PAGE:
The GAO rejected the argument, holding that in a fixed-price acquisition an offeror may well propose pricing of $0.00 for a line-item. Indeed, the GAO viewed the entering of the price of $0.00 for the line-item as a commitment to supply at the item at no charge to the government. On the other hand, had the awardee simply left the line-item blank, the offer would have had to be considered ambiguous, since it would call into question the offeror’s commitment to supply the item and at what price. Our careful guidance can assist and guide your business in leveraging government contracting regulations & provisions like these to obtain or protect a government contract award.
Contracting Attorneys Handle an Array of Issues and Concerns
During the course of our more than 55 years of combined legal experience, our attorneys have addressed a number of issues unique to government contracting. Some of the issues that may arise during government contract management can include:
- Foreign Military Sales – U.S.-based businesses and companies must tread carefully when pursuing, marketing, negotiating, or performing government contracts in foreign nations. The U.S. business must account for both American law and foreign law. Furthermore, the Foreign Military Sales program is subject to regulation including the Defense Federal Acquisition Regulation (DFAR).
- Defective Pricing – Defective pricing is a concept that does not have a commercial parallel. This concept created by the Truth in Negotiating Act (TINA) requires offerors to disclose otherwise closely guarded details of your direct and indirect costs. Failure to provide this information or to secure an exemption is defective pricing, a violation of the law.
- Debarment, Defense of Fraud Investigations — What is sometimes called a death sentence for corporations; debarment can be the consequence of a Civil False Claims Act “qui tam” action. Because standards for imposing this harsh penalty are subjective and based on the debarring official’s view, the risk must be accounted for and considered from the outset of the process. Our attorneys can handle debarment and defense of fraud investigations.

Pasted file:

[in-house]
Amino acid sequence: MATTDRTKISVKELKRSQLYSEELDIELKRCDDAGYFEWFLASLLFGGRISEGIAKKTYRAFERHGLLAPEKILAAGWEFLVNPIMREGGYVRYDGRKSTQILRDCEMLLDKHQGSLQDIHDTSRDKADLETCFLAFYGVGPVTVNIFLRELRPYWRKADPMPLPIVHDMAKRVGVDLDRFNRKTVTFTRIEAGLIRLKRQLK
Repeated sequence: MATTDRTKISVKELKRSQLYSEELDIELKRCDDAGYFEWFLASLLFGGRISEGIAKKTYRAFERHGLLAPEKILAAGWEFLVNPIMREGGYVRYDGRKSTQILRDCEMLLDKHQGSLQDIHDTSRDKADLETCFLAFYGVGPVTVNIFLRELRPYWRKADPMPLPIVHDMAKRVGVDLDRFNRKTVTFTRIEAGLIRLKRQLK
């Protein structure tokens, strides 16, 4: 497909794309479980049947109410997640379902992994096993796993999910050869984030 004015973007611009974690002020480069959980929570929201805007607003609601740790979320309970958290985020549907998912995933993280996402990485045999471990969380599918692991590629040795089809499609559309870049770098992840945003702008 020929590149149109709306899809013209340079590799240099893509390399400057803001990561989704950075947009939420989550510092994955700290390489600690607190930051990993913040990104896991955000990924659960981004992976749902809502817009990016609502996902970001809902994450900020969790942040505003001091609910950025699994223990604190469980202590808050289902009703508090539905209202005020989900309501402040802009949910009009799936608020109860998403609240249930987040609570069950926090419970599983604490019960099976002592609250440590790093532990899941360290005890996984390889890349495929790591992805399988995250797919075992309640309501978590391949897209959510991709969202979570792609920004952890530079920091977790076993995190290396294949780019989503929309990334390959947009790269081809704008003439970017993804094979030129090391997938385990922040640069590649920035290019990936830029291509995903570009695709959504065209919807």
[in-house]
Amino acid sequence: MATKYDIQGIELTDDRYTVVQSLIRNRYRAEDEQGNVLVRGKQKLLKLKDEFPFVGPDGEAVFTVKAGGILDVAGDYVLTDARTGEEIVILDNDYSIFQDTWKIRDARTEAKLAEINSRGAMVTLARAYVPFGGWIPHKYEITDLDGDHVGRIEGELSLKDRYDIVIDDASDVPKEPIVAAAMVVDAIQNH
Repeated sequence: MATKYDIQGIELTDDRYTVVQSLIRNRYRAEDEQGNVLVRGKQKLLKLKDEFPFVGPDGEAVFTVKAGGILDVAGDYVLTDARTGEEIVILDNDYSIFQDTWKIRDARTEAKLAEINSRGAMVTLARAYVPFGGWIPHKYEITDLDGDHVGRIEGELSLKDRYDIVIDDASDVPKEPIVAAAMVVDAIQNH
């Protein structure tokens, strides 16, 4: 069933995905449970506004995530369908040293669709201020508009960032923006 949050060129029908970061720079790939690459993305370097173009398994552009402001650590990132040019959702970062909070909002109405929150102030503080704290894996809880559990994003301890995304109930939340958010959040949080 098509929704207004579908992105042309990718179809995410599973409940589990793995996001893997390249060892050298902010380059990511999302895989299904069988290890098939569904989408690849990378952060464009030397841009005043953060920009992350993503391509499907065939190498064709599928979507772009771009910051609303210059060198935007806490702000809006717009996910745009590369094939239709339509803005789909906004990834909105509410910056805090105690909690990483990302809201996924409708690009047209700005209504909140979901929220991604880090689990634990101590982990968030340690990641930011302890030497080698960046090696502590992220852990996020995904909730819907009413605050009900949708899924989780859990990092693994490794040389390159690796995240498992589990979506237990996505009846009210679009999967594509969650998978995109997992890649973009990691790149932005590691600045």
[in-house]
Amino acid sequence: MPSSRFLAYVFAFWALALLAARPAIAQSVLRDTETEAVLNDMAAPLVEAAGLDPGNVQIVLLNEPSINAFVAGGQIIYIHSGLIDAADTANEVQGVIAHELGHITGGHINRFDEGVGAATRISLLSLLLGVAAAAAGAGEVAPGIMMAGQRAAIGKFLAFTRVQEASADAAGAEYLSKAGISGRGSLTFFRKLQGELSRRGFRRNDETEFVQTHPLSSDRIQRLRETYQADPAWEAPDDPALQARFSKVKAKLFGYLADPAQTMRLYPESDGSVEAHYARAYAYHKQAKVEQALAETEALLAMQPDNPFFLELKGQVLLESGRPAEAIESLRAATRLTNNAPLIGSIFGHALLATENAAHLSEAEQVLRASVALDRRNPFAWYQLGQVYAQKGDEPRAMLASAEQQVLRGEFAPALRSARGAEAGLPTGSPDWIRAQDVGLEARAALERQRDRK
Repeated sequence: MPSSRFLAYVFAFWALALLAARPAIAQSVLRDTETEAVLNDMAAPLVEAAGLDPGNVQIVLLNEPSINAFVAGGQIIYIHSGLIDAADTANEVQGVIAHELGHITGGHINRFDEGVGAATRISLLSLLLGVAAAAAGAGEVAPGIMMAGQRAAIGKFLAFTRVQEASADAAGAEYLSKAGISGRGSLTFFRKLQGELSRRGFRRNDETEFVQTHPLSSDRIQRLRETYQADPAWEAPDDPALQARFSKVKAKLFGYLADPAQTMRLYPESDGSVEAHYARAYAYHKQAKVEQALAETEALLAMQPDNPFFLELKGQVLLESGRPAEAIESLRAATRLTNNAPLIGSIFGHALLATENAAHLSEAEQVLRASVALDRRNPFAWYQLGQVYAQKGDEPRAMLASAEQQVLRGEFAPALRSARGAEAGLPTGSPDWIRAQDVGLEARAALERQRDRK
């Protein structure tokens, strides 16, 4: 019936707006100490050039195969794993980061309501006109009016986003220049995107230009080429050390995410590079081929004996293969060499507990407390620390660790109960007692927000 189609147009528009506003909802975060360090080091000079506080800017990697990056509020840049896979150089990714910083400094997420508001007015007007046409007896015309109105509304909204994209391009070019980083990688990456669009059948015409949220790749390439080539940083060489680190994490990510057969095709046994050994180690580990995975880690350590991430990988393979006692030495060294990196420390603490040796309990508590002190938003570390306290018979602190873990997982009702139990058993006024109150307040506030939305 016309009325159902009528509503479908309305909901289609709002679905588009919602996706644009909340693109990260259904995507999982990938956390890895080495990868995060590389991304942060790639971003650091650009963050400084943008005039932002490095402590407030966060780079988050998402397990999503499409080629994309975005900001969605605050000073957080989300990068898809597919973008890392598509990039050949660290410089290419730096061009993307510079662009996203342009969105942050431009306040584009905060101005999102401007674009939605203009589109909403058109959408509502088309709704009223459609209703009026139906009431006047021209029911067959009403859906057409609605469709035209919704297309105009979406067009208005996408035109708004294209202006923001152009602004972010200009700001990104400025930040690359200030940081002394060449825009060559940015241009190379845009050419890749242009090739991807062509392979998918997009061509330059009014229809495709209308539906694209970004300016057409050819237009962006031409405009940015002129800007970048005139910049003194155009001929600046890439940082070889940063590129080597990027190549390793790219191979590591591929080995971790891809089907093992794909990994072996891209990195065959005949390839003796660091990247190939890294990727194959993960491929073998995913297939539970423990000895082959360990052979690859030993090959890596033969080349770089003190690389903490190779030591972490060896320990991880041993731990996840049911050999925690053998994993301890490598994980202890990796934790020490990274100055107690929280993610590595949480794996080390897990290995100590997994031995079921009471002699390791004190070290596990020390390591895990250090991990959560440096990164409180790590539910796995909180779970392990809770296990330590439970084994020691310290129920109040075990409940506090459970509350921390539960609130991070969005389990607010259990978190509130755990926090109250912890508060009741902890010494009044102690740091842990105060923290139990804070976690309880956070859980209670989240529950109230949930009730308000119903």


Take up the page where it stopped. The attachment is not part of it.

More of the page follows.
Furthermore, our firm can guide your business through the process of a bid protest. SBA regulations allow for prospective bidders, or offerors, to challenge the contracting officer’s selection of a procurement’s NAICS code by way of a bid protest to the SBA Office of Hearings and Appeals (OHA). The designation of an NAICS code can have serious implications, since a firm that is “small” under one NAICS code may be “large” under another. Furthermore, it is essential for companies to preserve their rights due to a bid protest. A recent decision by the U.S. Court of Appeals for the Federal Circuit has now established the precedent that an offeror who fails to participate in an NAICS code protest cannot then challenge the code that is selected.
Our Government Contract Attorneys Provide Guidance & Address your Commercial Contract Concerns
The experienced government contracting lawyers of Meredith & Narine are committed to providing meticulous, on-point guidance for all of our clients. We are dedicated to pursuing effective approaches to negotiation and legal concerns that may arise during the process. Furthermore, we are proud to defend businesses facing debarment due to subjective interpretations of conduct and sometimes arcane or counter-intuitive government rules. To schedule a legal consultation, contact the attorneys of Meredith & Narine government contracts practice contact us online today. You can also reach our government contracts attorney, Mr. Mark Lamer, Esq., by calling us at (215) 995-2769.